These hypotheses are beset with problems. In this presentation we look at one aspect of the issue: the rates and types of loanwords in hunter-gatherer languages. We draw on research by the Hunter-gatherer Language Dynamics project in regions of North America, South America and Australia where the indigenous populations were either exclusively hunter-gatherers until recently (Australia) or where there were many groups who lived exclusively or predominantly by foraging (the Americas). The comparison utilizes analysis of vocabularies from 100 languages, which were analyzed by standard comparative linguistic methods into inherited items and loans.
Loan rates in the data are low, which an average of 6.75% comparable to that of non-hunter-gatherers (5.15% in our sample). There are two exceptional small clusters: (1) very low loan numbers in the Amazonian sample languages and some North American languages; (2) high loan numbers of 40-50% in a few Australian languages.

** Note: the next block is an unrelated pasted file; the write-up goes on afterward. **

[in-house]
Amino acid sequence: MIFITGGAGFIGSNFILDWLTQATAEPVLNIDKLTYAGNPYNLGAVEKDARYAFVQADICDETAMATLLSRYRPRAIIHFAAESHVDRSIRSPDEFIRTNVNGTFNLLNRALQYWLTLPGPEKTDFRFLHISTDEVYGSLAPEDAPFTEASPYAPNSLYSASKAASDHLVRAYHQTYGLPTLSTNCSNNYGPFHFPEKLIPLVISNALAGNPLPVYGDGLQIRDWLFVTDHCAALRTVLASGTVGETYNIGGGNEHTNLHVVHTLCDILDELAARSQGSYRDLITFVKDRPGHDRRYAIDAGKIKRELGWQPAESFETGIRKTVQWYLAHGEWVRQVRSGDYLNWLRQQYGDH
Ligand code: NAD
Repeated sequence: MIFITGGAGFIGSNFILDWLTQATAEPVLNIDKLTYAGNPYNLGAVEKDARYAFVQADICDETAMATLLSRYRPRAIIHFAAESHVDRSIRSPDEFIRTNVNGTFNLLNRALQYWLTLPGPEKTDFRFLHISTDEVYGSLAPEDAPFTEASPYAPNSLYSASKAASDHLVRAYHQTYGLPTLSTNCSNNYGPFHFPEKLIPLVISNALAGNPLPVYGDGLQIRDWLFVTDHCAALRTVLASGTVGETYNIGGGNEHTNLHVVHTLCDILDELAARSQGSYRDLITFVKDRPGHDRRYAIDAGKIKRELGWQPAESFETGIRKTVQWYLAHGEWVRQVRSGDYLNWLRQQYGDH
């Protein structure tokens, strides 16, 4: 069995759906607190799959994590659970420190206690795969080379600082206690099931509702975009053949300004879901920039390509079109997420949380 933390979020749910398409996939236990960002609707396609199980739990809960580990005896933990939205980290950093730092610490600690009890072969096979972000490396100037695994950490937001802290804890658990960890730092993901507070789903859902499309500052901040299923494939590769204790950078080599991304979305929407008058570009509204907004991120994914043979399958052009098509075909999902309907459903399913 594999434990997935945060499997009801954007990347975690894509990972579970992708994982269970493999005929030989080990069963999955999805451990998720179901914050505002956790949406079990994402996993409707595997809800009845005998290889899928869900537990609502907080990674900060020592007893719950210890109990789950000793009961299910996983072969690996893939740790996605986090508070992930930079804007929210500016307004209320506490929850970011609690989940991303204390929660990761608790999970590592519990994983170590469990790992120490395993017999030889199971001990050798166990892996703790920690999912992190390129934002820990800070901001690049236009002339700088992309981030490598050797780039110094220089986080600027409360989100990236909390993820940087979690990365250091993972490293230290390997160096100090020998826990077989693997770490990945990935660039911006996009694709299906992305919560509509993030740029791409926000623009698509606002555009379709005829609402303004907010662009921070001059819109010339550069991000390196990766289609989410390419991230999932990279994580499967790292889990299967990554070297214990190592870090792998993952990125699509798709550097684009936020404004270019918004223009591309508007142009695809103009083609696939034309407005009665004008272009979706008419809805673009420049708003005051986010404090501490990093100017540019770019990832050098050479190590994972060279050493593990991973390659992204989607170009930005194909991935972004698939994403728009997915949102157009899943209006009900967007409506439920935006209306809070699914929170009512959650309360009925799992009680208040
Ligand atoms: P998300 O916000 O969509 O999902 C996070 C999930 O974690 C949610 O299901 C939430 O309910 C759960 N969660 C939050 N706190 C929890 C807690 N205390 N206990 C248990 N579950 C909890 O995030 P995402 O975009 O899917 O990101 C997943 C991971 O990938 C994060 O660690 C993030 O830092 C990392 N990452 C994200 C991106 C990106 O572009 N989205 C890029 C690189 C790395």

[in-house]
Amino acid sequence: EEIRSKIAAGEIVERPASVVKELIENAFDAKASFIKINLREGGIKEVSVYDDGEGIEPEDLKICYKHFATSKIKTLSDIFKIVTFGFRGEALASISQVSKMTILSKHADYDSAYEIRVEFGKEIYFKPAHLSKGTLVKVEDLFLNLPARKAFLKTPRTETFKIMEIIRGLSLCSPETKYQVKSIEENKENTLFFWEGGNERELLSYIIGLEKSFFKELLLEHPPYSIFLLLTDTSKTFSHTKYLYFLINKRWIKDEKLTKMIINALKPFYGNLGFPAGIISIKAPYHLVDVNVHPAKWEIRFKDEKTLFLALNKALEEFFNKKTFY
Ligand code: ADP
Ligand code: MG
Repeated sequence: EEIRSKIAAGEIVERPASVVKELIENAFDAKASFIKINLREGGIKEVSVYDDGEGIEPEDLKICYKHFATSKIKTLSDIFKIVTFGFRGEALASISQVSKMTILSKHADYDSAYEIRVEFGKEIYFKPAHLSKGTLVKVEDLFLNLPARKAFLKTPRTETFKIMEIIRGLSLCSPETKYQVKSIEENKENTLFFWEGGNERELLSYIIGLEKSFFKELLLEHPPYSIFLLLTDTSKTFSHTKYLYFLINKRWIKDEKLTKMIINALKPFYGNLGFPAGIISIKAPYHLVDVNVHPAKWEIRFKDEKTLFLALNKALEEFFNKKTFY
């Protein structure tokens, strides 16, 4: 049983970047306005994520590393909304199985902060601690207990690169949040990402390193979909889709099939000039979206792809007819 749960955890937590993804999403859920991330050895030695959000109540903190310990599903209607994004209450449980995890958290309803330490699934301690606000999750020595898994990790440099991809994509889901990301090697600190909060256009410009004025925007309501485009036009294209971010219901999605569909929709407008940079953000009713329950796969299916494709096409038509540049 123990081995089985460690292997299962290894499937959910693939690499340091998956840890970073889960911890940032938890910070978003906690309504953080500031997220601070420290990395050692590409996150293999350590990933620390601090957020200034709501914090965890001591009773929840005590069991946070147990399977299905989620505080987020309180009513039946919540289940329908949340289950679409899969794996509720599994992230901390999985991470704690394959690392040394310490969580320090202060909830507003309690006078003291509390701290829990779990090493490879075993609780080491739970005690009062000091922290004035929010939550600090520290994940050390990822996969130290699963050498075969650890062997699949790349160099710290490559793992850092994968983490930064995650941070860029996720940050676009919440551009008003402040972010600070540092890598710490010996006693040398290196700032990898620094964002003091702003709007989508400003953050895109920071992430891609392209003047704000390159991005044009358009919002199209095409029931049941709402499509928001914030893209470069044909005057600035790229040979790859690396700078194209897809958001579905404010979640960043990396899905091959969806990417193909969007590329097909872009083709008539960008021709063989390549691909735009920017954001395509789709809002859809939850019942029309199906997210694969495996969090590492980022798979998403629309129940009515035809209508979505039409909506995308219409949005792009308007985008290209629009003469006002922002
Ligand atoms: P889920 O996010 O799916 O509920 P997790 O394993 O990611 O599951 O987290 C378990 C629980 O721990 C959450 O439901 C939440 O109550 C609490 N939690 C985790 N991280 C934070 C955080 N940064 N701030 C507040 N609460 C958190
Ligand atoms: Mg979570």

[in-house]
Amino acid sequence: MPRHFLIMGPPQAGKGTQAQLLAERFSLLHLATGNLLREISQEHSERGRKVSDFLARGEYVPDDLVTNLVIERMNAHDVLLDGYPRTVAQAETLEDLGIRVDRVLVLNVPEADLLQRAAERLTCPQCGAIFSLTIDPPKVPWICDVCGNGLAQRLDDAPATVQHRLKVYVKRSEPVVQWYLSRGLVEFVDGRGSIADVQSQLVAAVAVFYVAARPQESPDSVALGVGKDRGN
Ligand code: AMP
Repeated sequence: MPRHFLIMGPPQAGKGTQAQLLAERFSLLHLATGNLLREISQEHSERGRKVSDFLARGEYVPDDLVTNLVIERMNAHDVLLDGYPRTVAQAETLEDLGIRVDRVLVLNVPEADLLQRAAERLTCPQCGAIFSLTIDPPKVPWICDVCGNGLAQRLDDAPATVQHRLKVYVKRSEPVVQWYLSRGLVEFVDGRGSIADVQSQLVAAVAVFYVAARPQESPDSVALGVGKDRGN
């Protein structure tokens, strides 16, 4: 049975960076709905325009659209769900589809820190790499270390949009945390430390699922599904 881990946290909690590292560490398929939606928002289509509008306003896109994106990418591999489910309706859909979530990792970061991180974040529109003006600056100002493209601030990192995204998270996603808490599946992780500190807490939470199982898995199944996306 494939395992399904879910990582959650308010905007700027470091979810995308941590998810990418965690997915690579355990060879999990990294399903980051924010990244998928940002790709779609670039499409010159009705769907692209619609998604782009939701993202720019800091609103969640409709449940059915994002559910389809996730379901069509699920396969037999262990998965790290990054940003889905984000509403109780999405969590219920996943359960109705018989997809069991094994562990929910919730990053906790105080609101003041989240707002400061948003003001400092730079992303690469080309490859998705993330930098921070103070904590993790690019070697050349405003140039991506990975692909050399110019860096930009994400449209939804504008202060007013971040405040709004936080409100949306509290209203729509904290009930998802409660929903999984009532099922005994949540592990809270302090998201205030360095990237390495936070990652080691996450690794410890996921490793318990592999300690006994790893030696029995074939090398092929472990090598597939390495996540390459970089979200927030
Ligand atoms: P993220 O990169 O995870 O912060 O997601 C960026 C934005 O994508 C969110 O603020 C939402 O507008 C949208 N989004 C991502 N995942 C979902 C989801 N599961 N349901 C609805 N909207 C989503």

Resistance to borrowing vocabulary has been discussed widely in relation to areas of ‘linguistic exogamy’ in the Vaupes of Amazonia but the ‘linguistic purism’ extends beyond this. Among the highest loan numbers in Australia are among Eastern Ngumpin speakers like the Gurindji. A possible explanation of the latter is a history of these languages moving into this area and adopting features from neighboring languages as they established themselves. We discuss whether it is possible to propose a sociolinguistic theory which will encompass both low and high borrowing cases. Such a framework would not be hunter-gatherer specific but factors such small population size, low density and high mobility have an impact in how the fundamental properties of the model play out among hunter-gatherers. Certainly no theory which attributes a single type of loanword profile to all hunter-gatherers will work.
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See more of: Symposia